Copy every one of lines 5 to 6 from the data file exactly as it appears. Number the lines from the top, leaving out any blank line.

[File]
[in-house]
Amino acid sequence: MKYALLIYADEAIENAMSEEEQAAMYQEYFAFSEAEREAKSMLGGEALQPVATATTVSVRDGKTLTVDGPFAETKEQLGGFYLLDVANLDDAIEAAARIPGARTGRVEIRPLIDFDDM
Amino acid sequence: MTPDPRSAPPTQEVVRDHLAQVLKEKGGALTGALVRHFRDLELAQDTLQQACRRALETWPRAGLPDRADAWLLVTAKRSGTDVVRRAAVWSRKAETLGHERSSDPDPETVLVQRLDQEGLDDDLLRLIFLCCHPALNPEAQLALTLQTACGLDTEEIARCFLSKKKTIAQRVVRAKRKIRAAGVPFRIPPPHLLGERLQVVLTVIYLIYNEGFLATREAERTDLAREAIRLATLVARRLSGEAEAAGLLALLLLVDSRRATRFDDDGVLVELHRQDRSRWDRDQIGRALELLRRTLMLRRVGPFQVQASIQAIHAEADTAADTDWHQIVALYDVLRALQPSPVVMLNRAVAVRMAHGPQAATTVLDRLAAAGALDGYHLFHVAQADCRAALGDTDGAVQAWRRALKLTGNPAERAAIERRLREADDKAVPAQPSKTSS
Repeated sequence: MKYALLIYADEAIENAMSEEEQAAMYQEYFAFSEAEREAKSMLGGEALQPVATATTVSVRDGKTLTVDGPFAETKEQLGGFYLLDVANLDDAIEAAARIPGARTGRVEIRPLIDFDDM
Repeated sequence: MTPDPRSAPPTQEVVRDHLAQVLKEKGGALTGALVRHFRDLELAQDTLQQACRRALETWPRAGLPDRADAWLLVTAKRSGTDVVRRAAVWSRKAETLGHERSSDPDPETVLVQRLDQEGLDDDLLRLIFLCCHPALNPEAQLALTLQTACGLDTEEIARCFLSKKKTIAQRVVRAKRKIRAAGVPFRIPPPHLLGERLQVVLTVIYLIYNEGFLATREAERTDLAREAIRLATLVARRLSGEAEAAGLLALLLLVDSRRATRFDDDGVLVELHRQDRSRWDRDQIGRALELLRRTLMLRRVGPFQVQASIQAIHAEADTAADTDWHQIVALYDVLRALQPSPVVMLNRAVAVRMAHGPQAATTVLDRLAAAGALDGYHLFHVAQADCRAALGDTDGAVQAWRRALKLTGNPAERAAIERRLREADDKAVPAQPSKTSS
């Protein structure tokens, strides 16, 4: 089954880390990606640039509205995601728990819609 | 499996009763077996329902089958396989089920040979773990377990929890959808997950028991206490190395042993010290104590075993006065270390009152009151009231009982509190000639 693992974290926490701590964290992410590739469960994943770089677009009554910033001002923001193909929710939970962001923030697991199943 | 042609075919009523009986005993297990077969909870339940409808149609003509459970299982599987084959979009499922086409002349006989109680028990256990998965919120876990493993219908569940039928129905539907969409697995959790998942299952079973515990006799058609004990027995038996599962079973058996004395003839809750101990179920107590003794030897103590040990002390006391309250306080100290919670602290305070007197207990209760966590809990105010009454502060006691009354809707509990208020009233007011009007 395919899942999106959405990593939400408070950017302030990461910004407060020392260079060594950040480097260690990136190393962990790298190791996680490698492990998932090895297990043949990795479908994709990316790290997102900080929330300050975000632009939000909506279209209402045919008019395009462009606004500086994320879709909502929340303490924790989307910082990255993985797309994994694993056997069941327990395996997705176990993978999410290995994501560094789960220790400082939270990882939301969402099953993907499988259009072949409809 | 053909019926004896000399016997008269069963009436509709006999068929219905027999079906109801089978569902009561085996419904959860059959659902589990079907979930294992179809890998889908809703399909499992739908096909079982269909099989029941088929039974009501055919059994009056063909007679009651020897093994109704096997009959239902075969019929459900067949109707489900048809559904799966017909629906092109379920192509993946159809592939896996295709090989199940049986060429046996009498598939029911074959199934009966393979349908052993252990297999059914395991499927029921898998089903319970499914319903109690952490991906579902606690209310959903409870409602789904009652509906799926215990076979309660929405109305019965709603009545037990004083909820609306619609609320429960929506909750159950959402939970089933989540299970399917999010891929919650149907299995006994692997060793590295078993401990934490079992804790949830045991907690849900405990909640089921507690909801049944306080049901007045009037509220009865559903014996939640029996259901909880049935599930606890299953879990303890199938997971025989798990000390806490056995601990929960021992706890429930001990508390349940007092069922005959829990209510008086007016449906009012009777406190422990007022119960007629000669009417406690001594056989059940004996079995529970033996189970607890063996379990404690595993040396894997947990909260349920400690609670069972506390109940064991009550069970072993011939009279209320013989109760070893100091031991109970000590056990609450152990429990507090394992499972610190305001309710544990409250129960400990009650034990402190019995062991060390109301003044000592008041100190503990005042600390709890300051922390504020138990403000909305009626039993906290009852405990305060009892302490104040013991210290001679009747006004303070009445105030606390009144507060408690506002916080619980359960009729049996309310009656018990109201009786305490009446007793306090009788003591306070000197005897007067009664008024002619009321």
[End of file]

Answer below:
Repeated sequence: MTPDPRSAPPTQEVVRDHLAQVLKEKGGALTGALVRHFRDLELAQDTLQQACRRALETWPRAGLPDRADAWLLVTAKRSGTDVVRRAAVWSRKAETLGHERSSDPDPETVLVQRLDQEGLDDDLLRLIFLCCHPALNPEAQLALTLQTACGLDTEEIARCFLSKKKTIAQRVVRAKRKIRAAGVPFRIPPPHLLGERLQVVLTVIYLIYNEGFLATREAERTDLAREAIRLATLVARRLSGEAEAAGLLALLLLVDSRRATRFDDDGVLVELHRQDRSRWDRDQIGRALELLRRTLMLRRVGPFQVQASIQAIHAEADTAADTDWHQIVALYDVLRALQPSPVVMLNRAVAVRMAHGPQAATTVLDRLAAAGALDGYHLFHVAQADCRAALGDTDGAVQAWRRALKLTGNPAERAAIERRLREADDKAVPAQPSKTSS
């Protein structure tokens, strides 16, 4: 089954880390990606640039509205995601728990819609 | 499996009763077996329902089958396989089920040979773990377990929890959808997950028991206490190395042993010290104590075993006065270390009152009151009231009982509190000639 693992974290926490701590964290992410590739469960994943770089677009009554910033001002923001193909929710939970962001923030697991199943 | 042609075919009523009986005993297990077969909870339940409808149609003509459970299982599987084959979009499922086409002349006989109680028990256990998965919120876990493993219908569940039928129905539907969409697995959790998942299952079973515990006799058609004990027995038996599962079973058996004395003839809750101990179920107590003794030897103590040990002390006391309250306080100290919670602290305070007197207990209760966590809990105010009454502060006691009354809707509990208020009233007011009007 395919899942999106959405990593939400408070950017302030990461910004407060020392260079060594950040480097260690990136190393962990790298190791996680490698492990998932090895297990043949990795479908994709990316790290997102900080929330300050975000632009939000909506279209209402045919008019395009462009606004500086994320879709909502929340303490924790989307910082990255993985797309994994694993056997069941327990395996997705176990993978999410290995994501560094789960220790400082939270990882939301969402099953993907499988259009072949409809 | 053909019926004896000399016997008269069963009436509709006999068929219905027999079906109801089978569902009561085996419904959860059959659902589990079907979930294992179809890998889908809703399909499992739908096909079982269909099989029941088929039974009501055919059994009056063909007679009651020897093994109704096997009959239902075969019929459900067949109707489900048809559904799966017909629906092109379920192509993946159809592939896996295709090989199940049986060429046996009498598939029911074959199934009966393979349908052993252990297999059914395991499927029921898998089903319970499914319903109690952490991906579902606690209310959903409870409602789904009652509906799926215990076979309660929405109305019965709603009545037990004083909820609306619609609320429960929506909750159950959402939970089933989540299970399917999010891929919650149907299995006994692997060793590295078993401990934490079992804790949830045991907690849900405990909640089921507690909801049944306080049901007045009037509220009865559903014996939640029996259901909880049935599930606890299953879990303890199938997971025989798990000390806490056995601990929960021992706890429930001990508390349940007092069922005959829990209510008086007016449906009012009777406190422990007022119960007629000669009417406690001594056989059940004996079995529970033996189970607890063996379990404690595993040396894997947990909260349920400690609670069972506390109940064991009550069970072993011939009279209320013989109760070893100091031991109970000590056990609450152990429990507090394992499972610190305001309710544990409250129960400990009650034990402190019995062991060390109301003044000592008041100190503990005042600390709890300051922390504020138990403000909305009626039993906290009852405990305060009892302490104040013991210290001679009747006004303070009445105030606390009144507060408690506002916080619980359960009729049996309310009656018990109201009786305490009446007793306090009788003591306070000197005897007067009664008024002619009321």